15. In view of medical evidence on record, the deaths could never be termed as a case of suicide and consequently the conviction of the respondent under Section 306 was wholly unjustified. At the same time there is nothing on record to conclusively establish that the respondent was the author of the crime. The circumstances on record do not rule out every other hypothesis except the guilt of the accused. However strong the suspicion be, in our view, the respondent is entitled to benefit of doubt and cannot be convicted under Section 302 IPC.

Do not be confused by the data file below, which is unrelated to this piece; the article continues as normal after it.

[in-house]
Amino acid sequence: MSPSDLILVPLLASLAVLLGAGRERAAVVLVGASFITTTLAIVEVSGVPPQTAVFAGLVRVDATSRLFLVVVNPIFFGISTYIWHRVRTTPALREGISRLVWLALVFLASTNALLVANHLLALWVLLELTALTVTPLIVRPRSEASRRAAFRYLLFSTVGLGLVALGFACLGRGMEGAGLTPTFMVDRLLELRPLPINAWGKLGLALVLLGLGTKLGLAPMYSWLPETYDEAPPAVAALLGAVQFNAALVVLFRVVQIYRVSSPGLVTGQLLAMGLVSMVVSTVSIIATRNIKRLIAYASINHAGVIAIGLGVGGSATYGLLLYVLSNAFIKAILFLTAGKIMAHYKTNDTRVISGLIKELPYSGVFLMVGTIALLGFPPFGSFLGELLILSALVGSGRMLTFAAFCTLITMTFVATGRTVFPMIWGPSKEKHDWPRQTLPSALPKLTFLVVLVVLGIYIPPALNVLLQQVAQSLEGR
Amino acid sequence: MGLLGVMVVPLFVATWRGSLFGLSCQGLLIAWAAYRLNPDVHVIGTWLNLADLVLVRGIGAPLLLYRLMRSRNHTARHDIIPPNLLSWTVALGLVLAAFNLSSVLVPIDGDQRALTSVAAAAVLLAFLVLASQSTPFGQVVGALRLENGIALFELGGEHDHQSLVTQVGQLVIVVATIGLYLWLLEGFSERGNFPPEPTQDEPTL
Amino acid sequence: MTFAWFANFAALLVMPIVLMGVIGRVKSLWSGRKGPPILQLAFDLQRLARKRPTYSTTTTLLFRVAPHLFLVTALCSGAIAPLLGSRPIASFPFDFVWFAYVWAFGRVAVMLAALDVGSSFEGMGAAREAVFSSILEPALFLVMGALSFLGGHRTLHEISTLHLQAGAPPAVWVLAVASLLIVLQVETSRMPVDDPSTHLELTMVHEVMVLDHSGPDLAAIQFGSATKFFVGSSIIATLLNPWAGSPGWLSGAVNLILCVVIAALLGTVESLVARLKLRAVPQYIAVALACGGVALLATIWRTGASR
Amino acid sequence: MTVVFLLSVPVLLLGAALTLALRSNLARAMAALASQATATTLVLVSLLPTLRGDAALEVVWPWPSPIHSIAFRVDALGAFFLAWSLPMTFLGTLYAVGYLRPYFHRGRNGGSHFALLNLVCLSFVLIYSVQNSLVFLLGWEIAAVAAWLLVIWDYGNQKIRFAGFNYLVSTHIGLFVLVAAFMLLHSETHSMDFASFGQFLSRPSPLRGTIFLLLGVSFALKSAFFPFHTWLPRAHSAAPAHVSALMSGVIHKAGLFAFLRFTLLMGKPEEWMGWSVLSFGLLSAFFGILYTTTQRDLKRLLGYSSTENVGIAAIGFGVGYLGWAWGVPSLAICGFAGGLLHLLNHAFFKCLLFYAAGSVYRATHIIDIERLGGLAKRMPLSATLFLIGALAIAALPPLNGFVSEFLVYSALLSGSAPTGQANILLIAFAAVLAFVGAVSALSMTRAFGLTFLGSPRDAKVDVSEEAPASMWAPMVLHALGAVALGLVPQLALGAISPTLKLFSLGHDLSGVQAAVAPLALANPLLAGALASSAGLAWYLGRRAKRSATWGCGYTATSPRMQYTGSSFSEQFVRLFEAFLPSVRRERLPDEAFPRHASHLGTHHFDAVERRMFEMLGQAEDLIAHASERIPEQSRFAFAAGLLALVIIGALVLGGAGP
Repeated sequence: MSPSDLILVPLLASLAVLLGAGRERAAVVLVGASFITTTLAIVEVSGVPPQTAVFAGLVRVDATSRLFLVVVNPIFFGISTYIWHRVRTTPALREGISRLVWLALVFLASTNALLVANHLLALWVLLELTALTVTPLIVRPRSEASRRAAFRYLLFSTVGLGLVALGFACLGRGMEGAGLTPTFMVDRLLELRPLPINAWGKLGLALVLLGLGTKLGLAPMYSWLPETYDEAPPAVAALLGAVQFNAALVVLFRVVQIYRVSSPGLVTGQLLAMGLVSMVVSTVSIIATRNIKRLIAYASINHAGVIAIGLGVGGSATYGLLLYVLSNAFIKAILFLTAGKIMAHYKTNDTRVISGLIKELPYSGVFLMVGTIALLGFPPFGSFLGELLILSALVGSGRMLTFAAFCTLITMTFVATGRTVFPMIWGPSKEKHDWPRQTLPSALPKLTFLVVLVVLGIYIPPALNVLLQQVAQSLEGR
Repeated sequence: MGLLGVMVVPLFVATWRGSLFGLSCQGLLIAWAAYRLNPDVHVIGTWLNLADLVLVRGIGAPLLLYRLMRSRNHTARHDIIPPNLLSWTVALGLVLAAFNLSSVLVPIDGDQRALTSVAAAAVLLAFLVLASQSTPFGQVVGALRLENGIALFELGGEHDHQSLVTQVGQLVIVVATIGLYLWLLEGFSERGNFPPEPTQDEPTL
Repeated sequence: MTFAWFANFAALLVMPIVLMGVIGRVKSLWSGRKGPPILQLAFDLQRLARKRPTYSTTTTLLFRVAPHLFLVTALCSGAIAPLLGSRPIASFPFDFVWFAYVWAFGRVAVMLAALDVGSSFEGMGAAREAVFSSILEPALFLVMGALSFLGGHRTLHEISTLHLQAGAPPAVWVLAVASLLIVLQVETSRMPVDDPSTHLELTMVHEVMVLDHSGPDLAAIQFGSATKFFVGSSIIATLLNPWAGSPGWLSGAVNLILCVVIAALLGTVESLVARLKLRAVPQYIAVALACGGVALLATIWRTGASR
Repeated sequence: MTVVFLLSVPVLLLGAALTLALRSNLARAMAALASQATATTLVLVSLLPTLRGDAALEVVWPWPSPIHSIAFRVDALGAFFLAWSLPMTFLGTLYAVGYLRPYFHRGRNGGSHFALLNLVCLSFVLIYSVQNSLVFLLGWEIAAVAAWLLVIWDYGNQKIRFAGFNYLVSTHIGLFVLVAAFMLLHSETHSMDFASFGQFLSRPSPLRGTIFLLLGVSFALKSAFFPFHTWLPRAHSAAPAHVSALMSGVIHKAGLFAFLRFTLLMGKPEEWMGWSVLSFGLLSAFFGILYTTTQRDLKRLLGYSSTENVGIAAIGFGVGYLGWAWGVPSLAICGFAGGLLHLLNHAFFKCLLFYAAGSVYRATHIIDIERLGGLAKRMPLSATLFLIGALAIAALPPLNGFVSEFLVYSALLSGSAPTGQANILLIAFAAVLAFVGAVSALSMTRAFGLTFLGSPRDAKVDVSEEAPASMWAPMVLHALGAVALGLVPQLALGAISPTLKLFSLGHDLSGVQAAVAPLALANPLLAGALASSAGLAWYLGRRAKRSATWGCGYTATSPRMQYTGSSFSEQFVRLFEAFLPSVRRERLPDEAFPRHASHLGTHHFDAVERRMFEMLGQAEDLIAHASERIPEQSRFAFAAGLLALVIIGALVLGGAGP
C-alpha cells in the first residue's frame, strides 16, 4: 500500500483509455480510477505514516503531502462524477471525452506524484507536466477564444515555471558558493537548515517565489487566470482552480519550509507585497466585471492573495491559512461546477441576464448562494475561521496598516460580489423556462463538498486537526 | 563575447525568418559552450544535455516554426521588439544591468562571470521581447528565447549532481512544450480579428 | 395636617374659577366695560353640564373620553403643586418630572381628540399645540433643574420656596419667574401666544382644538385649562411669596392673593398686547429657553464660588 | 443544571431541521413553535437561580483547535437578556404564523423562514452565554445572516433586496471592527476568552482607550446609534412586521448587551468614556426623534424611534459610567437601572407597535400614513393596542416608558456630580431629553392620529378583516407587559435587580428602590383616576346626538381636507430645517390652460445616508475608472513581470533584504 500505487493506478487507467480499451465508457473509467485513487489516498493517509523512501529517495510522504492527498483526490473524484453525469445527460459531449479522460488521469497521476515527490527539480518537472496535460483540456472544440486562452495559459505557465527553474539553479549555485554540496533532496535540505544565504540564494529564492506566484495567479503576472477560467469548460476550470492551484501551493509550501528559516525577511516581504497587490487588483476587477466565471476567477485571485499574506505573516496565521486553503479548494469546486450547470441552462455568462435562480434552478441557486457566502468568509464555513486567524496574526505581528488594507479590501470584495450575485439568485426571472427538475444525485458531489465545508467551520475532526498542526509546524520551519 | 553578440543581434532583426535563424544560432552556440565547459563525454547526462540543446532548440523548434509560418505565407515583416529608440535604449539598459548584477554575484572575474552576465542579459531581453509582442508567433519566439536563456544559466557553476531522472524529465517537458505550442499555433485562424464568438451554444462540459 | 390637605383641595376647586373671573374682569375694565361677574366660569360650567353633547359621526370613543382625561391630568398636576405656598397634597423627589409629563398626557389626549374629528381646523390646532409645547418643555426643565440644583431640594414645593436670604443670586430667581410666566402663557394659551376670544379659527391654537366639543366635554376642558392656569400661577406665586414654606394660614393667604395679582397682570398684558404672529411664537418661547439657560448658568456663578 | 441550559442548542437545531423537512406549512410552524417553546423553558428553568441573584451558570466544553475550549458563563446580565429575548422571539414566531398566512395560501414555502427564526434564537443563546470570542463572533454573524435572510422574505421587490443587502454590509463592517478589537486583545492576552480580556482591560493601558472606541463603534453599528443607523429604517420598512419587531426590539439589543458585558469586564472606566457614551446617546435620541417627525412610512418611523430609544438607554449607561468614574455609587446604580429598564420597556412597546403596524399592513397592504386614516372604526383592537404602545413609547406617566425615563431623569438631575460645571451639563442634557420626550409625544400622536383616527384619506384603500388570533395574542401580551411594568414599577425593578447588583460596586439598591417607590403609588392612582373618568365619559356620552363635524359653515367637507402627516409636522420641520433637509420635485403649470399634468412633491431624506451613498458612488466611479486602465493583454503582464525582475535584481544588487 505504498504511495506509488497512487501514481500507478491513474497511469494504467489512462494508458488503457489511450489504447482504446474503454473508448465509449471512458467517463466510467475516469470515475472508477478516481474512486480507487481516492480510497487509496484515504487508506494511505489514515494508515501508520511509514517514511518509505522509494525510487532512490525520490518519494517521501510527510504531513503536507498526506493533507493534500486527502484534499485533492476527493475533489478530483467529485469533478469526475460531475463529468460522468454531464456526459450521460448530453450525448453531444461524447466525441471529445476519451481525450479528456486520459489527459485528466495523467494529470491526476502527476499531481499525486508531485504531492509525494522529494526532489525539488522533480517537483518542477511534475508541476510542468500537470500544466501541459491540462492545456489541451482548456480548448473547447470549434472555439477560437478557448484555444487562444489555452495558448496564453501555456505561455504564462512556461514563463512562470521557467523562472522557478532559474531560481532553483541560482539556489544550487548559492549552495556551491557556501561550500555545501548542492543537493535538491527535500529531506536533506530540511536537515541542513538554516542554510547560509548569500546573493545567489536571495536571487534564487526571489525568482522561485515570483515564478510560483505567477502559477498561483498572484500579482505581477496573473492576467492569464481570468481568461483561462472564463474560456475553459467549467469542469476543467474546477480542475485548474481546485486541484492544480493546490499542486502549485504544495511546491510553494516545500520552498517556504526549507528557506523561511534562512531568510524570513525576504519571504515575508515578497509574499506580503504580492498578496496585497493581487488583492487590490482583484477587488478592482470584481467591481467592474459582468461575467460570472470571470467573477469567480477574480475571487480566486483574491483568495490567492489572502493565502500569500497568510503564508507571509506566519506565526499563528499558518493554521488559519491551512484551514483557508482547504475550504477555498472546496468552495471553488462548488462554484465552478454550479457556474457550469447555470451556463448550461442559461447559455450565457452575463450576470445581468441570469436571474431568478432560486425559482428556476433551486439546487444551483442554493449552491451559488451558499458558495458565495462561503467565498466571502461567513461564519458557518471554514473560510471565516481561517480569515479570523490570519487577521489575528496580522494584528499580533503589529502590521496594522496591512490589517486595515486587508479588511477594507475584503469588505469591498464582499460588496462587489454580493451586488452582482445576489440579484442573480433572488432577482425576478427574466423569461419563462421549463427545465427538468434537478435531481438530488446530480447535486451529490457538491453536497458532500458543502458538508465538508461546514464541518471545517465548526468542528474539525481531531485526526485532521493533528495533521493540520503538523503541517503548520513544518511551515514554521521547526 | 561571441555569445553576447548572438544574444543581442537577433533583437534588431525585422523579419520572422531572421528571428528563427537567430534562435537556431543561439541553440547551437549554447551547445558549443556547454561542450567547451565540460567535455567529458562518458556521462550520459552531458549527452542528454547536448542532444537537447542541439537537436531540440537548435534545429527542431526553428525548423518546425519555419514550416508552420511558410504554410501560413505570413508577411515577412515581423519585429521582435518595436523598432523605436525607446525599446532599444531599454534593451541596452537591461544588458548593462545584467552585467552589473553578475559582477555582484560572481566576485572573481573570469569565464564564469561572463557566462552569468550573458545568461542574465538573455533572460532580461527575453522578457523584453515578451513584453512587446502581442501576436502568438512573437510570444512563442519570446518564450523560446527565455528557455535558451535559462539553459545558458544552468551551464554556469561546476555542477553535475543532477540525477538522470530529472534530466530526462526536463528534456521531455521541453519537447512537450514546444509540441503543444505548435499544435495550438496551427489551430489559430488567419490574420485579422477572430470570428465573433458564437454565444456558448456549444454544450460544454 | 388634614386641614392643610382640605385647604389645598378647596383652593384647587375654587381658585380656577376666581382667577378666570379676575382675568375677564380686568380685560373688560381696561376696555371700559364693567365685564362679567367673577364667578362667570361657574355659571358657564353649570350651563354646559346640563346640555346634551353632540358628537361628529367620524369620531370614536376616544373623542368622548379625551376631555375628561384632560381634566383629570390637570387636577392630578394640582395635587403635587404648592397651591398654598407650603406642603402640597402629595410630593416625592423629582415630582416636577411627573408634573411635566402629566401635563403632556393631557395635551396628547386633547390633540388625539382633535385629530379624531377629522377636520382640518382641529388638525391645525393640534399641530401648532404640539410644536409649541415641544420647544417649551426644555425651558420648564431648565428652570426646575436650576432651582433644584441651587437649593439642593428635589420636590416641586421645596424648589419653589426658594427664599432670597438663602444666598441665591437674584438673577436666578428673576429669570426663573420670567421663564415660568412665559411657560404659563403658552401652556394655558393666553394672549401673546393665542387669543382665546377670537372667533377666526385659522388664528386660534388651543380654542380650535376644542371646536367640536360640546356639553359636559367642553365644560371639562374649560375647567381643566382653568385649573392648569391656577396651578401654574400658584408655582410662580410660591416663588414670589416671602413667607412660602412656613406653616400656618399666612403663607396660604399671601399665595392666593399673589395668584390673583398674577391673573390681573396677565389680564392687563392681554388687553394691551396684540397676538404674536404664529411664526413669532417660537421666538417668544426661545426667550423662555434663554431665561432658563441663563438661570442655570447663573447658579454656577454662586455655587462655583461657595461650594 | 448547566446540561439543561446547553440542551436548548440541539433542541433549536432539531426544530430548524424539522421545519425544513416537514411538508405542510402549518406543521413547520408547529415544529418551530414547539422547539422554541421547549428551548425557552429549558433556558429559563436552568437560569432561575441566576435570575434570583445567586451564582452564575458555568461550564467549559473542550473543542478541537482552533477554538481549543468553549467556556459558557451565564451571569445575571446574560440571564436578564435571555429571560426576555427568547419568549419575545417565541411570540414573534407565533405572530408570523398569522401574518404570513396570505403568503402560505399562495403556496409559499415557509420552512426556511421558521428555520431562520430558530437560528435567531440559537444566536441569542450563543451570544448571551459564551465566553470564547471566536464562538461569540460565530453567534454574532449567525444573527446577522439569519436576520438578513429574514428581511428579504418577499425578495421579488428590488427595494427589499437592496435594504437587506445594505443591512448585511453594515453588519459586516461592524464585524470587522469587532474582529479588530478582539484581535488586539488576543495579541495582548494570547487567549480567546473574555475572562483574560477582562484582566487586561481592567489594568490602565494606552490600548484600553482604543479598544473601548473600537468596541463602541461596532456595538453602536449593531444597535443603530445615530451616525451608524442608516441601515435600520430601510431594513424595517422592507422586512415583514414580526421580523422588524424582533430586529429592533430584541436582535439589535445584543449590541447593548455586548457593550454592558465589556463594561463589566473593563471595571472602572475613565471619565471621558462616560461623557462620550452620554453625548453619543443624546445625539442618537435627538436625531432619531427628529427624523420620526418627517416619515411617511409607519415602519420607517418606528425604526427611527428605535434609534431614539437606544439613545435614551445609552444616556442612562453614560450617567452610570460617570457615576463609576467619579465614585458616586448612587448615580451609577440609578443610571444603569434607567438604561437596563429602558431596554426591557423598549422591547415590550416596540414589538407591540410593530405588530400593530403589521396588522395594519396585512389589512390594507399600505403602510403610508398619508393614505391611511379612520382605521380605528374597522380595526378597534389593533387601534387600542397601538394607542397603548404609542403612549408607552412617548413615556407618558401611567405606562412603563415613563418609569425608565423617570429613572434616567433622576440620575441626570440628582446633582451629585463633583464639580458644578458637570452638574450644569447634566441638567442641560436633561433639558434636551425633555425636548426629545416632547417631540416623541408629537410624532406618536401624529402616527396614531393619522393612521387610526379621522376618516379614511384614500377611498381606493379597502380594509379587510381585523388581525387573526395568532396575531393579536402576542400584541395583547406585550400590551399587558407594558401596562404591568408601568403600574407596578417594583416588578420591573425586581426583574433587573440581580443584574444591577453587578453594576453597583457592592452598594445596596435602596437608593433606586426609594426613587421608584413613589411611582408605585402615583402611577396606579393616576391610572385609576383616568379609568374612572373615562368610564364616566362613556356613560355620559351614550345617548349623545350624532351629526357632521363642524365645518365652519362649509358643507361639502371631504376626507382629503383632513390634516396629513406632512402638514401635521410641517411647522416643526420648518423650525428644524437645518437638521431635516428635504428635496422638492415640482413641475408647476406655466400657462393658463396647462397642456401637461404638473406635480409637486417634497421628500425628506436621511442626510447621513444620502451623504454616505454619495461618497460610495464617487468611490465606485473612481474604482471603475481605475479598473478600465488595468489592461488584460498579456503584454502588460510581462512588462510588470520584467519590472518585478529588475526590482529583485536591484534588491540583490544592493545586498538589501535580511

16. Thus, while rejecting this appeal, we acquit the respondent of the charge under Section 306 IPC. The appeal is disposed of in these terms.
………………………J. (Adarsh Kumar Goel)
………………………J. (Uday Umesh Lalit)
April 11, 2017
 (2014) 7 SCC 323
 (1998) 3 SCC 38
 AIR 1954 SC 520
 (1979) 2 SCC 297
 (1991) 4 SCC 406
Source: Supreme Court of India